While the following process steps will be described mainly with respect to forming a p-type JFET structure, those skilled in the art will understand and appreciate that an n-type JFET also could be fabricated in accordance with an aspect of the present invention.
Continuing with the example of a p-type JFET device, the epitaxial layer 108 can be a p-type layer. For example, the epitaxial layer 108 can be formed concurrently with an epitaxial layer during a CMOS process or with the collector of an NPN bi-polar transistor as part of an integrated Bi-CMOS process. The p-type epitaxial layer, for example, can have a doping concentration of about 1 E15 to about 1 E16 atoms/cm3 of a suitable dopant. As stated herein, by employing an epitaxial layer having such a thickness, the JFET fabricated according to an aspect of the present invention can be utilized for high voltage applications, such as greater than or equal to about 20 volts.
For a P-JFET, the doped region 110 can be formed as a n-well and as a p-well for a N-JFET. For the particular example of a P-JFET, a n-well can provide the doped region 110 can be formed by introducing a n-type dopant, such as arsenic, phosphorous or antimony. The doped region 110 also provides an isolation ring that surrounds the channel region of the JFET being fabricated. Those skilled in the art will appreciate that the isolation ring can be any shape according to a desired transistor geometry.
By way of example, the doped region 110 can be formed by depositing and pattering a layer of photoresist over an oxide mask, indicated at 112. A suitable dopant 114 is implanted through openings in the mask 112 to form the doped region 110 to define the corresponding isolation ring. After the doped region 110 has been formed, exposed portions of the resist can be removed and the wafer annealed to facilitate diffusion of the implant deeper into the epitaxial layer 108, which facilitates providing the desired connection with the buried layer 104. Advantageously, for implementation as part of a Bi-CMOS process, the n-type dopant of a P-JFET can be implanted concurrently with the dopant that forms the collector well and n-channel well of respective NPN bipolar and PMOS FET transistors.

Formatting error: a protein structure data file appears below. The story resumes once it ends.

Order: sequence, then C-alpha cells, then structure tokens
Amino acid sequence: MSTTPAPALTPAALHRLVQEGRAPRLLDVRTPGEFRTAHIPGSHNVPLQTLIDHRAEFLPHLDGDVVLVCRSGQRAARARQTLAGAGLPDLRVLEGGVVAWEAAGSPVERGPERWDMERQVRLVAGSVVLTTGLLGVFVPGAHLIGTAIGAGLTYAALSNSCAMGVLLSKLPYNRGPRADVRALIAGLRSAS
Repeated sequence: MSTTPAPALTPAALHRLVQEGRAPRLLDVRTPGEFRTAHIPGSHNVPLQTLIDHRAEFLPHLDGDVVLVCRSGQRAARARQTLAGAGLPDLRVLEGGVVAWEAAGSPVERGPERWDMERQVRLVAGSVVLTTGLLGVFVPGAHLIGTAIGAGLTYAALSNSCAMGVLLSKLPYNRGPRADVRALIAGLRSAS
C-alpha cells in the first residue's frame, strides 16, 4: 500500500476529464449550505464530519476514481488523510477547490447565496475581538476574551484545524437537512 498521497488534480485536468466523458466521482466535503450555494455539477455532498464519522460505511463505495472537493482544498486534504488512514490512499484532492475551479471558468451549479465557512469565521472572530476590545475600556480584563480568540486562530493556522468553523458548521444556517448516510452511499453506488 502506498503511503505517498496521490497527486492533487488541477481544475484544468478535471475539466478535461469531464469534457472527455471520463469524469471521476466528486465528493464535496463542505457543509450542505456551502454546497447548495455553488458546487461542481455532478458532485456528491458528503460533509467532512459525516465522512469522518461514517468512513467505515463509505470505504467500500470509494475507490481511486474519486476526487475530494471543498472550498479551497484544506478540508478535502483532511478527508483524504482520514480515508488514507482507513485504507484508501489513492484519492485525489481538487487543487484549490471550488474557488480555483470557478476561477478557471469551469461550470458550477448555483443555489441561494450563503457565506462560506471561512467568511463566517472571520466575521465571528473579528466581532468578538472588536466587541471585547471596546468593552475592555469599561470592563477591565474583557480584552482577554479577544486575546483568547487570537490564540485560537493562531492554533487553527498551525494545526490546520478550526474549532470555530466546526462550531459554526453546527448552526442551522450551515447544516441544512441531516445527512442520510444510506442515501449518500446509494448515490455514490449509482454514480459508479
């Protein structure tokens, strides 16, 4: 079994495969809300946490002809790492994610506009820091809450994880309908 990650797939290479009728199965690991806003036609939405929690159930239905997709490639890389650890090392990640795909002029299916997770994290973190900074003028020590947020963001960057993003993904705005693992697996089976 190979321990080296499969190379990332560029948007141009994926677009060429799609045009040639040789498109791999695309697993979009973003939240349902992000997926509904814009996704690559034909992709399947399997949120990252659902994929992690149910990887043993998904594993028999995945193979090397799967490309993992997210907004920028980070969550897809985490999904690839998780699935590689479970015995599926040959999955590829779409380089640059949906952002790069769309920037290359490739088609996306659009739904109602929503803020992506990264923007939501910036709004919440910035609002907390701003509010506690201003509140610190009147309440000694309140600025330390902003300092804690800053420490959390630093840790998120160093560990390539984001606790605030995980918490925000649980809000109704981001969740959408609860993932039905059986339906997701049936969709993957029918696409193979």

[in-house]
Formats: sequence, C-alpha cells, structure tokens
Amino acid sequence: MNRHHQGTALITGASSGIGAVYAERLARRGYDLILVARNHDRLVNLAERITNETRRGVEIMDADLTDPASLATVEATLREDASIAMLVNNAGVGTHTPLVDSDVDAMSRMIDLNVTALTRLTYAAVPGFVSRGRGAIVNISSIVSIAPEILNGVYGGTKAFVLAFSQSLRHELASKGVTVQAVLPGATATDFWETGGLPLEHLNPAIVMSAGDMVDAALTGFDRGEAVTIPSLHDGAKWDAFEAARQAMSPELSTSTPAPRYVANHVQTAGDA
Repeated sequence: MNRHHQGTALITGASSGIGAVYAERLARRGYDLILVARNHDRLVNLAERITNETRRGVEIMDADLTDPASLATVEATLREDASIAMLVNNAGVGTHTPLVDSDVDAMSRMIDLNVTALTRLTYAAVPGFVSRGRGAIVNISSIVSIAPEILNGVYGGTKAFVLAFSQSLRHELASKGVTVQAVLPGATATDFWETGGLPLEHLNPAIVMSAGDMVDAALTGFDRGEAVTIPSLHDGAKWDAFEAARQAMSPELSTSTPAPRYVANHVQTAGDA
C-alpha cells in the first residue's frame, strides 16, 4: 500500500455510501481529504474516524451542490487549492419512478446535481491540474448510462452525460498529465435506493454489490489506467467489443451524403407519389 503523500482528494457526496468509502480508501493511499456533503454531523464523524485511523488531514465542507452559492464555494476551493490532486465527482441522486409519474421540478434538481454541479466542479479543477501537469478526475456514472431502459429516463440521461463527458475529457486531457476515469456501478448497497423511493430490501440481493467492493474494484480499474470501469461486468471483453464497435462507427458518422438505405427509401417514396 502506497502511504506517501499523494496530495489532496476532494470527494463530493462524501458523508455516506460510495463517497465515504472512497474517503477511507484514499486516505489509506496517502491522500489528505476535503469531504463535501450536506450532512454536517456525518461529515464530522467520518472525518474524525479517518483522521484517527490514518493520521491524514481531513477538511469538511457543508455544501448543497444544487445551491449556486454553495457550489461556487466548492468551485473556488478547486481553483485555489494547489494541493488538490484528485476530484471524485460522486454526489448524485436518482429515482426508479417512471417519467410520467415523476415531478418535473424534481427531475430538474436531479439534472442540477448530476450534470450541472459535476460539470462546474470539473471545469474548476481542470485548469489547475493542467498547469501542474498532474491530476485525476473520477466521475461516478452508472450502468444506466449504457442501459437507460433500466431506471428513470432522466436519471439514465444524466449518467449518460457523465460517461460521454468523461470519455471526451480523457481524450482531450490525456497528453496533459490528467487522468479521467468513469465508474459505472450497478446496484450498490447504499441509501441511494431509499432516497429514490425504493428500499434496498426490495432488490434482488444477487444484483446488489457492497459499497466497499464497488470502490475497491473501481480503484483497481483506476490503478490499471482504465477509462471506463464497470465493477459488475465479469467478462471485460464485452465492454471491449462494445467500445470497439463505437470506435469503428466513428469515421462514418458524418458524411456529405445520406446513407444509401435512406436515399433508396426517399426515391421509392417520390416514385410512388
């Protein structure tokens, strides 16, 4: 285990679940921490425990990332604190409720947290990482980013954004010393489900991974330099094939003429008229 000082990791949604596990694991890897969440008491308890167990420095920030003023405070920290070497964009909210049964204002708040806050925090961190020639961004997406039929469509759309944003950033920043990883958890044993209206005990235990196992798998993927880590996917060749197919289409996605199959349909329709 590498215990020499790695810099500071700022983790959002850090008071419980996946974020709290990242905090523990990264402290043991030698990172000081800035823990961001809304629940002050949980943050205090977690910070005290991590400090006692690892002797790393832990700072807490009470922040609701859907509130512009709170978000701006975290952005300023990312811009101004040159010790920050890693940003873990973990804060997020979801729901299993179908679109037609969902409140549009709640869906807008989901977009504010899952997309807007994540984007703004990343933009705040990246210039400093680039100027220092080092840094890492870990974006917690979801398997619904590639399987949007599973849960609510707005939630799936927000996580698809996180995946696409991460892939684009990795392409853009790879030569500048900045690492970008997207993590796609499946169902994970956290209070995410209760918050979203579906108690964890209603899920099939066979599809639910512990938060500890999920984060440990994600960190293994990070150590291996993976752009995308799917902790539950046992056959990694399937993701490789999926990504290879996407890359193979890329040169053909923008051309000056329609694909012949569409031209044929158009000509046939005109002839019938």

After the moat regions 122-128 have been defined, n-type and p-type dopants can be implanted to form the gate and source/drains regions, such as to form the structure shown and described with respect to
The VT implants can be low energy implants intended to adjust the threshold voltage of associated PMOS or NMOS structures. The VT implants can be threshold voltage PMOS (VTP) implants for adjusting the threshold voltage in a PMOS transistor or threshold voltage NMOS (VTN) implants for adjusting the threshold voltage in a NMOS transistor. VTN implants typically include one or more p-type dopants and VTP implants normally comprise one or more n-type dopants; although VTP implants can include both n- and p-type dopants. The implantation of VT implant can be performed using an ion implanter that accelerates dopant ions into desired moat regions 124, 126, 128. Those skilled in the art will understand and appreciate that other dopants can be used as VT implants and that the dose and energy used during implantation of the VT implant can vary depending on the particular dopant or dopants used.
In addition or as an alternative to the VT implants at the source and drain regions, one or more suitable VT implants can be introduced at the moat region 126. As mentioned above, moat region 126 corresponds to the region where the gate will be subsequently formed. By making the junction deeper, noise performance of the JFET can also be improved in accordance with an aspect of the present invention.